Actually, the system was updated recently to allow independent workers access to unemployment benefits.
The change was an election promise of President Emmanuel Macron, who said while on the campaign trail in 2017: “Unemployment can no longer be a risk against which some people are covered individually, and others by collective guarantees.”
Since January 1, some non-salaried workers (craftsmen, traders, self-employed professionals, farmers, majority managers of limited liability companies) have, for the first time, had the “safety net” of chômage (unemployment) payments at an initial flat rate of €800 per month for a maximum of six months.
It is a major change from the previous law, which only allowed for independent workers to be covered in certain circumstances.
Micro-entrepreneurs, for example, were not covered and were not entitled to unemployment payments. They are under the new rules.
But be warned. There remain strict conditions in place.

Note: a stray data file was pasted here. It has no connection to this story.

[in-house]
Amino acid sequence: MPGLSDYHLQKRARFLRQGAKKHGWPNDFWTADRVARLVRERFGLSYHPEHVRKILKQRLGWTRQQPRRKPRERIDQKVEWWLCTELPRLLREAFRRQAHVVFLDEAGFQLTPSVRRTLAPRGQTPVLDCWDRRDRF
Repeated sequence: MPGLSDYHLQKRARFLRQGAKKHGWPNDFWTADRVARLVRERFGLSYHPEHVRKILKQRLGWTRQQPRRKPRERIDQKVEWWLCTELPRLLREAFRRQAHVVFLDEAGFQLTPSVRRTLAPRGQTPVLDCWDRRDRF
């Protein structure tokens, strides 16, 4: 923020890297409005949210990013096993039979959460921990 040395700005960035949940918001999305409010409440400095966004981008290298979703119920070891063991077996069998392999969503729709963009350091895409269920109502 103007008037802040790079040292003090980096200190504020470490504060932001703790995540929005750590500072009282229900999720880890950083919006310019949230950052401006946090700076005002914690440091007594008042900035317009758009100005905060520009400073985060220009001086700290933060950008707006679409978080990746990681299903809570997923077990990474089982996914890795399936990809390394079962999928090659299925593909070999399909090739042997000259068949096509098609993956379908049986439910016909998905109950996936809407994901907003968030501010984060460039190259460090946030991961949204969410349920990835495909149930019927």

Only self-employed workers who have been forced to cease their activity due to reorganisation or judicial liquidation will be entitled to this benefit.
In addition, they must have met, while working, minimum levels of resources and conditions of duration of activity and income.
Eligibility rests on being self-employed for at least two years and with a minimum annual income of €10,000 before an independent worker can be considered for unemployment benefit.
There may be more changes to come. Some of the details have yet to be approved by MPs – with the date for debate set for some time in mid to late April – so expect further updates in the months ahead.